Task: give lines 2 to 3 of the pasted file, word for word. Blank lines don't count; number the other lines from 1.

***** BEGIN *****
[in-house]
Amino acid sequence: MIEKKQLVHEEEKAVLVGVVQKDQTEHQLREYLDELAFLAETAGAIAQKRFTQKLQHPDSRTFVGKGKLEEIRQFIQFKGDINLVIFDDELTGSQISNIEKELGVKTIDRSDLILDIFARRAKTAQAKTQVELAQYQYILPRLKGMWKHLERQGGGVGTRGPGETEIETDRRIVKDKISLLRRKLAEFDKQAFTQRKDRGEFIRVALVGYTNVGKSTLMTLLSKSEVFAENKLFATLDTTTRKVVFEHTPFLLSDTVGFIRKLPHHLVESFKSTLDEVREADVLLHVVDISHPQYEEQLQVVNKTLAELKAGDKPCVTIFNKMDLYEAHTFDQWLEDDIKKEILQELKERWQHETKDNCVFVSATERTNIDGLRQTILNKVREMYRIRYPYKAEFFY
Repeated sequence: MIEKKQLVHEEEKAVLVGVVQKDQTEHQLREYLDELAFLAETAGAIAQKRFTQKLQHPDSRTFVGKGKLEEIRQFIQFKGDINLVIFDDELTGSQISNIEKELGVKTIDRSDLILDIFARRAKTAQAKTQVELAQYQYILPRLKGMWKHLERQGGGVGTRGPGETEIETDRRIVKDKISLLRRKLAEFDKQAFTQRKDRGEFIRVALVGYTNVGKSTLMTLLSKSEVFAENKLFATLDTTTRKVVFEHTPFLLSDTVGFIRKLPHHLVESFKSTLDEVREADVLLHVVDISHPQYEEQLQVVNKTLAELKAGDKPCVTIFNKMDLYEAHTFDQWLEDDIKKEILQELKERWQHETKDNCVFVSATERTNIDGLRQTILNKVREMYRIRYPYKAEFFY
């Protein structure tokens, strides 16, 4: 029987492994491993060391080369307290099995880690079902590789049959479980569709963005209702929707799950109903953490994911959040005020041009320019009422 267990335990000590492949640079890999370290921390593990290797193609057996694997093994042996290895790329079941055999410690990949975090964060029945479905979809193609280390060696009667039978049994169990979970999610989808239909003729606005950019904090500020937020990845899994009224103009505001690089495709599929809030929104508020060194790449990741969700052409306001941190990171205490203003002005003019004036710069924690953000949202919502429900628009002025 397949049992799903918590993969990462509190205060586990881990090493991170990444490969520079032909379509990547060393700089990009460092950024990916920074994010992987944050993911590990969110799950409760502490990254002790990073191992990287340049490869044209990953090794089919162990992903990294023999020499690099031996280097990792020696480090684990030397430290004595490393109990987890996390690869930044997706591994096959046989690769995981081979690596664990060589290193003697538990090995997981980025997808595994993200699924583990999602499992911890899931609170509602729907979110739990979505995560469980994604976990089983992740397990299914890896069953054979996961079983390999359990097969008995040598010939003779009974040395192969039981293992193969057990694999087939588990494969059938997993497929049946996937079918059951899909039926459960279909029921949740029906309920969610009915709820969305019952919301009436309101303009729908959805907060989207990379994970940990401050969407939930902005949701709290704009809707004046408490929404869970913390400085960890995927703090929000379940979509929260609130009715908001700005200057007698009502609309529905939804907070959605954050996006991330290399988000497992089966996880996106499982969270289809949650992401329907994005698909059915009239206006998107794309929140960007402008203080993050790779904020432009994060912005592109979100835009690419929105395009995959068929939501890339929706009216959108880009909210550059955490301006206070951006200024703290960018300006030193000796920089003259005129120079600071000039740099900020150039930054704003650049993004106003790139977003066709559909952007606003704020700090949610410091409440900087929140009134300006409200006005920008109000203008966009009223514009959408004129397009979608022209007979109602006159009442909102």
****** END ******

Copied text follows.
Amino acid sequence: MIEKKQLVHEEEKAVLVGVVQKDQTEHQLREYLDELAFLAETAGAIAQKRFTQKLQHPDSRTFVGKGKLEEIRQFIQFKGDINLVIFDDELTGSQISNIEKELGVKTIDRSDLILDIFARRAKTAQAKTQVELAQYQYILPRLKGMWKHLERQGGGVGTRGPGETEIETDRRIVKDKISLLRRKLAEFDKQAFTQRKDRGEFIRVALVGYTNVGKSTLMTLLSKSEVFAENKLFATLDTTTRKVVFEHTPFLLSDTVGFIRKLPHHLVESFKSTLDEVREADVLLHVVDISHPQYEEQLQVVNKTLAELKAGDKPCVTIFNKMDLYEAHTFDQWLEDDIKKEILQELKERWQHETKDNCVFVSATERTNIDGLRQTILNKVREMYRIRYPYKAEFFY
Repeated sequence: MIEKKQLVHEEEKAVLVGVVQKDQTEHQLREYLDELAFLAETAGAIAQKRFTQKLQHPDSRTFVGKGKLEEIRQFIQFKGDINLVIFDDELTGSQISNIEKELGVKTIDRSDLILDIFARRAKTAQAKTQVELAQYQYILPRLKGMWKHLERQGGGVGTRGPGETEIETDRRIVKDKISLLRRKLAEFDKQAFTQRKDRGEFIRVALVGYTNVGKSTLMTLLSKSEVFAENKLFATLDTTTRKVVFEHTPFLLSDTVGFIRKLPHHLVESFKSTLDEVREADVLLHVVDISHPQYEEQLQVVNKTLAELKAGDKPCVTIFNKMDLYEAHTFDQWLEDDIKKEILQELKERWQHETKDNCVFVSATERTNIDGLRQTILNKVREMYRIRYPYKAEFFY